When Maribeth Groen talks about kids in need in Kent County, she doesn’t just talk about the poverty level — she talks about something more subtle.
Groen is the director of marketing and communications for the Heart of West Michigan United Way. She said that about 10% of people in Kent County live below the federal poverty level; but an additional 25% of the county is “ALICE” — asset-limited, income-constrained, employed. These people might not fit a strong definition of poverty, but they’re living precariously all the same.
“There’s the assumption — okay, they’re working. They may be considered to be working a good job, maybe like a bank teller, but really, their income is just not the level that the household needs to thrive,” she said.
And with post-pandemic inflation, the cost of housing and childcare and more has been making things even harder. According to the Bureau of Labor Statistics, Midwest inflation ran at an annual 8.6% clip into summer 2022; rental costs grew by 16.6% in Kent County from 2019 into early 2022. It’s a sobering reminder that need is everywhere in West Michigan — maybe even more common than a casual look might suggest.
“People think poverty is an urban, city issue. And it’s not,” she said. “In fact, Cedar Springs has one of the highest ALICE rates in the county.”
There are plenty of ways to help out, this holiday season — especially for kids. Groen encouraged people to seek out the Heart of West Michigan United Way’s holiday giving guide, which can help connect people to a wide range of groups and programs. It will publish in early November and will be available on the web at hwmuw.org.
And there are a lot of local groups that address need in ways that are probably invisible to the average West Michigan resident. Meg Derrer is the executive director of the Refugee Education Center, a Grand Rapids-based nonprofit that connects refugee youth with tutoring and classroom programming that helps make their arrival in the U.S. — and their entry into an American public school — smoother. That can make a big difference for a refugee youth who is still acclimating to life in a new place.
“If (people) are reading this in November, and December, we’d be starting up in January, and they would have the opportunity to sign up to be a volunteer and help with our tutoring program or driving kids to a tutoring site,” Derrer said, adding that the group is also open to donations as well as employers that can give workplace tours, work experience or the like to older program participants.
And there’s also the program everyone has already heard of: Toys for Tots is running once again this year in Kent County. Jeff DeJonge, the program coordinator for Kent County, said that collection bins will be available in early November, accepting new, unwrapped toys; they’ll be picked up a week before Christmas.
DeJonge also noted that donors throughout West Michigan can find their local Toys for Tots campaigns at toysfortots.org. He notes that financial donations are also helpful for the program, since organizers often need to purchase presents for any gaps in age levels at the end of the toy drive.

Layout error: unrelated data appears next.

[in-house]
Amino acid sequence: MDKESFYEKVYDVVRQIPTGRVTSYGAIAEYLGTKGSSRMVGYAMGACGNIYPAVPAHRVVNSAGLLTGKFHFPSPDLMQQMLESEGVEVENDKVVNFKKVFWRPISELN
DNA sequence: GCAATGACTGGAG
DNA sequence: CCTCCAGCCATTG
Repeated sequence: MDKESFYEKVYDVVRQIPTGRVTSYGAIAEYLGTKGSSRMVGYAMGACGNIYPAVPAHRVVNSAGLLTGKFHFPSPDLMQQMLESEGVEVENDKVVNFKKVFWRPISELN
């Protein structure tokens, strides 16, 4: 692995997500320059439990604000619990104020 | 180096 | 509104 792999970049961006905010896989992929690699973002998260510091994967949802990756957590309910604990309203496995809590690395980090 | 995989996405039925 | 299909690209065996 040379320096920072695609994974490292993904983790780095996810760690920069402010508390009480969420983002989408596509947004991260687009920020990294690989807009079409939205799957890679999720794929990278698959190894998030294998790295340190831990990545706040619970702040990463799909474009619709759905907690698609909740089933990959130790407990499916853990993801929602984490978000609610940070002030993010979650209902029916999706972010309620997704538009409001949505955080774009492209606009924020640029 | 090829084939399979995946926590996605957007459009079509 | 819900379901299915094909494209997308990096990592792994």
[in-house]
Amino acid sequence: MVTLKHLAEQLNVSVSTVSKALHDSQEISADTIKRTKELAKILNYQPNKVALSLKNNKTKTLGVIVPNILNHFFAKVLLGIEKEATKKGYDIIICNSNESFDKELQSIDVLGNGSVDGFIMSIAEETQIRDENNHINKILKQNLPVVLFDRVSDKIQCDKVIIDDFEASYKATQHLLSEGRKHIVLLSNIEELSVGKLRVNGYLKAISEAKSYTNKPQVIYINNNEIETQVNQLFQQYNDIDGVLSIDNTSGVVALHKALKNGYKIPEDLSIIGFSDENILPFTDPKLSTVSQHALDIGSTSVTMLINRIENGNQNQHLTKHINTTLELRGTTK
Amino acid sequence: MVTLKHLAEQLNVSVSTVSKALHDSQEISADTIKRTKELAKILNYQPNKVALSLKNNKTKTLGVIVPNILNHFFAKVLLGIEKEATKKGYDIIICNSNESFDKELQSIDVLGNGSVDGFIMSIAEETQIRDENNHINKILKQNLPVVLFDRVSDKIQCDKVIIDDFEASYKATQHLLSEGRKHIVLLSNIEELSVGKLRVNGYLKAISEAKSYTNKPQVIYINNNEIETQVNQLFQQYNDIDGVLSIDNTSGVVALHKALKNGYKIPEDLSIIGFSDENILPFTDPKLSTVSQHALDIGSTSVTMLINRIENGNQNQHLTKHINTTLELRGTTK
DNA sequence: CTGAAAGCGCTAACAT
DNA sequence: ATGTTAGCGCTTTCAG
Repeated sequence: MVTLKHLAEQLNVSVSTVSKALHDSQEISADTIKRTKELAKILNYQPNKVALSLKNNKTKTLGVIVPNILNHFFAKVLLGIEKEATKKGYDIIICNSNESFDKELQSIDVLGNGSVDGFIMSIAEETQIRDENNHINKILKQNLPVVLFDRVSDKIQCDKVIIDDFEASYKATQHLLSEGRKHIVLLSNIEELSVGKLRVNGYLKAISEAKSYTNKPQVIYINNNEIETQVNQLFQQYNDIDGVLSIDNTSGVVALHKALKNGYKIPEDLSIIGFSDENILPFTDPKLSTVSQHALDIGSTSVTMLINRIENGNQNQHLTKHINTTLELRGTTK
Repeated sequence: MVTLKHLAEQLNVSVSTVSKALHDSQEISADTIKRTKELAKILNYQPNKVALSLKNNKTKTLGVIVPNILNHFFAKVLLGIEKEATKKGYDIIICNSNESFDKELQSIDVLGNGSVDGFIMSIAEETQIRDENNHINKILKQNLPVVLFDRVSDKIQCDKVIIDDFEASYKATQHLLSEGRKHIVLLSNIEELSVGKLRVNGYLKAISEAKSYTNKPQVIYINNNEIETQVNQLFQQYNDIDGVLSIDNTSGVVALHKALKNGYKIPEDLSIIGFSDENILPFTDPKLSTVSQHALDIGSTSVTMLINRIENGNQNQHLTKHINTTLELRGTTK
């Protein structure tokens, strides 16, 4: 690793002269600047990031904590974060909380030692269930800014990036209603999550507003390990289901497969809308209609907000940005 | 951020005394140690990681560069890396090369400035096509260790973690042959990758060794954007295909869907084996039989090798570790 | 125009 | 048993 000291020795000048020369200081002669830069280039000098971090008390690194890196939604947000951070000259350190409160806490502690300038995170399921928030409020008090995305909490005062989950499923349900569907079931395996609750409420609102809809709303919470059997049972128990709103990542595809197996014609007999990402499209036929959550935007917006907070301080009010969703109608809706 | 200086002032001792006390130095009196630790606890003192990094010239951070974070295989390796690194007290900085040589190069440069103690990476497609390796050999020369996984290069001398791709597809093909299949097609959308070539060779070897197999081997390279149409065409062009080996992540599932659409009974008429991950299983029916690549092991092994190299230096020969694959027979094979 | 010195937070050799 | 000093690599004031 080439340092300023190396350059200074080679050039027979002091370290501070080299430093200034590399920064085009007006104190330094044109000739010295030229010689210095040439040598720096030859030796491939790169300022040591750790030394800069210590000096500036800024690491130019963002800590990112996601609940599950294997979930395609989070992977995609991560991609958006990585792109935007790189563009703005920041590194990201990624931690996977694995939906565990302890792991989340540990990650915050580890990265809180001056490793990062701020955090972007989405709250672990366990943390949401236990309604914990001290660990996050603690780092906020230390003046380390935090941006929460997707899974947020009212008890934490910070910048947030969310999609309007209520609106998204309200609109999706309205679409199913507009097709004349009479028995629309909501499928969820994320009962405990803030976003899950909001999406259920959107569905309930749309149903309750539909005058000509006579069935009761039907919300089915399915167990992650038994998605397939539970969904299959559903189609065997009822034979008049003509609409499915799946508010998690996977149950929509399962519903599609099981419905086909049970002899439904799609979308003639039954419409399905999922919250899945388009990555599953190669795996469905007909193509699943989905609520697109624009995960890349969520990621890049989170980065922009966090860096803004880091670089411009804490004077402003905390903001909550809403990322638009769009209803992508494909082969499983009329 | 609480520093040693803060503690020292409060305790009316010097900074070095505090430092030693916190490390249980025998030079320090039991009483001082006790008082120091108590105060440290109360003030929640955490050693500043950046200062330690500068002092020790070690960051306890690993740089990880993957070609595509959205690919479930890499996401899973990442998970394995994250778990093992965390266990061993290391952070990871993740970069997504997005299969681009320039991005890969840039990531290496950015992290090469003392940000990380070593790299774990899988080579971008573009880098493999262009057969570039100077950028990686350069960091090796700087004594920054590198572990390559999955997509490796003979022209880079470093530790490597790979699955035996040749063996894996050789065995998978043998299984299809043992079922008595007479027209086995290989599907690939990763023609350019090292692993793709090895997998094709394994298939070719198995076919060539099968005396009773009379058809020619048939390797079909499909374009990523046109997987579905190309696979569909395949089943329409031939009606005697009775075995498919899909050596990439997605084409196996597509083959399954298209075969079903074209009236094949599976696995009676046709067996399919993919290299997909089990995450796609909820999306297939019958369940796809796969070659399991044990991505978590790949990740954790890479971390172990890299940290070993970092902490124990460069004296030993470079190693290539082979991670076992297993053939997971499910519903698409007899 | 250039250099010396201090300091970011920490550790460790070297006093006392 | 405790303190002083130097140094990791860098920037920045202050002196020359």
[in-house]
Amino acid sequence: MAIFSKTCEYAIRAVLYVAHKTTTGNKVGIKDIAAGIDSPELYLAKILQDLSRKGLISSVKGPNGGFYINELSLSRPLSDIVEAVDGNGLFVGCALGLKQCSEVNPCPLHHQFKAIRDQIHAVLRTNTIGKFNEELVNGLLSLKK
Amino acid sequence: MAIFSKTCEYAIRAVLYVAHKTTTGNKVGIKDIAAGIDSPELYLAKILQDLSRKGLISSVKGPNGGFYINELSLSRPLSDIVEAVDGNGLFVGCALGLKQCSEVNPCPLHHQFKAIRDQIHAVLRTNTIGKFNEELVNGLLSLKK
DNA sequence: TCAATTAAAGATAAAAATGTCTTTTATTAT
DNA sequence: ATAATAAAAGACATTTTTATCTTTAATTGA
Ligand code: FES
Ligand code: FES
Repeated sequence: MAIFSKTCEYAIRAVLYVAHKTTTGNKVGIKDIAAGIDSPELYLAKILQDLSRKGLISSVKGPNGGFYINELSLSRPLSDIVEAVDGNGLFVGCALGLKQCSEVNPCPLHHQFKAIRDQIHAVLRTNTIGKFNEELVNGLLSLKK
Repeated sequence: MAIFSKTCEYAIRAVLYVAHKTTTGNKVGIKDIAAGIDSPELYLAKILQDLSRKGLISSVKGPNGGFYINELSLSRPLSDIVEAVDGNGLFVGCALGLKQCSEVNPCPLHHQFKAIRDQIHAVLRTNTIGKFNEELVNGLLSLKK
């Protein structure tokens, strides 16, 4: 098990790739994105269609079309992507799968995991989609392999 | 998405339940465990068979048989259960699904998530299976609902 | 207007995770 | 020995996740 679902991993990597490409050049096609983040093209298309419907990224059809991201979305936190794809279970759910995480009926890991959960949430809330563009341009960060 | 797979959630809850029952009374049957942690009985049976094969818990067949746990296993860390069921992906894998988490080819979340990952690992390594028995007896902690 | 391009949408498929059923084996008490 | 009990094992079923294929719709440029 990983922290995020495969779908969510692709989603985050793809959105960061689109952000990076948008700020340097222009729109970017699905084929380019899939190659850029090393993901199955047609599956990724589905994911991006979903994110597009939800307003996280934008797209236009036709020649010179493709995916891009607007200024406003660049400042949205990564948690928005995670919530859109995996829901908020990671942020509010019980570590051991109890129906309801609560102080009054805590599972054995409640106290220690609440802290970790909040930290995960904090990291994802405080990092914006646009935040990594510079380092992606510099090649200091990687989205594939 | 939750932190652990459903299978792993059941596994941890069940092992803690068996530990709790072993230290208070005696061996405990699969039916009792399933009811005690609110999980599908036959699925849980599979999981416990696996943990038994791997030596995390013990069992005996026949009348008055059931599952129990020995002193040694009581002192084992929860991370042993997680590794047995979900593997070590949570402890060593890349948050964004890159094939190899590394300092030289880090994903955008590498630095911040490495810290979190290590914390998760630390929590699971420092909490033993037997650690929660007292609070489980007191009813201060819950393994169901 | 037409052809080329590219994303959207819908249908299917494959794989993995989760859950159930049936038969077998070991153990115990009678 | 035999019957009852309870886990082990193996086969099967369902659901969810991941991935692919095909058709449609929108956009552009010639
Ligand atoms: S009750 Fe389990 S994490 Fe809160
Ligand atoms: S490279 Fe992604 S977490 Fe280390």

“Seeing the parents light up when they find that toy for that child — It’s not the child’s fault that their parents can’t afford something,” he said. “It’s nice to be able to give something back to the children.”
But not all needs are material. Around the country, young people are grappling with a less visible form of need — in the form of growing rates of depression, anxiety and death by suicide. The White House announced initiatives in late July to boost school-linked mental health services, noting that more than 40% of teens “struggle with persistent feelings of sadness or hopelessness.”
“Even before the pandemic, rates of depression, anxiety and suicidal thoughts among youth were on the rise,” a White House release states. “The pandemic exacerbated those issues, disrupting learning, relationships, and routines and increasing isolation – especially among our nation’s young people.”
Hannah Schneider is a therapist at the Counseling Center of West Michigan, where she works with youth from age four to young adulthood. She’s seen more and more cases of anxiety — and especially social anxiety — at her work. That comes as mental health care gets more normalized, as as kids grapple with anxieties linked to the pandemic, school shootings or even the political climate.
“I had a super transparent conversation with a kid the other day that was like, it’s either one viewpoint or the other, and everybody hates each other,” Schenider said. “And if people don’t believe in what you believe in, then you’re wrong.
She said parents can help by being a safe, supportive listening ear for their kids — a simple matter of talking less and listening more that gives kids the space and permission to open up.
“I can’t tell you how many times I’ve had a kid sit in my office and just say, ‘Thank you for not making me feel weird or overdramatic,’ or, ‘hypersensitive,’ some of those negative terms that can be thrown out there for somebody who is feeling their feelings, as I like to say,” Schneider said.
Adults being open about their own fears and anxieties can help, she added, and so can modeling healthy habits and inviting kids to join — even when it’s as simple as going on a walk.
“Kind of showing that like, ‘Hey, I had a bad day, this is what makes me feel better. Do you want to join me?’” Schneider said.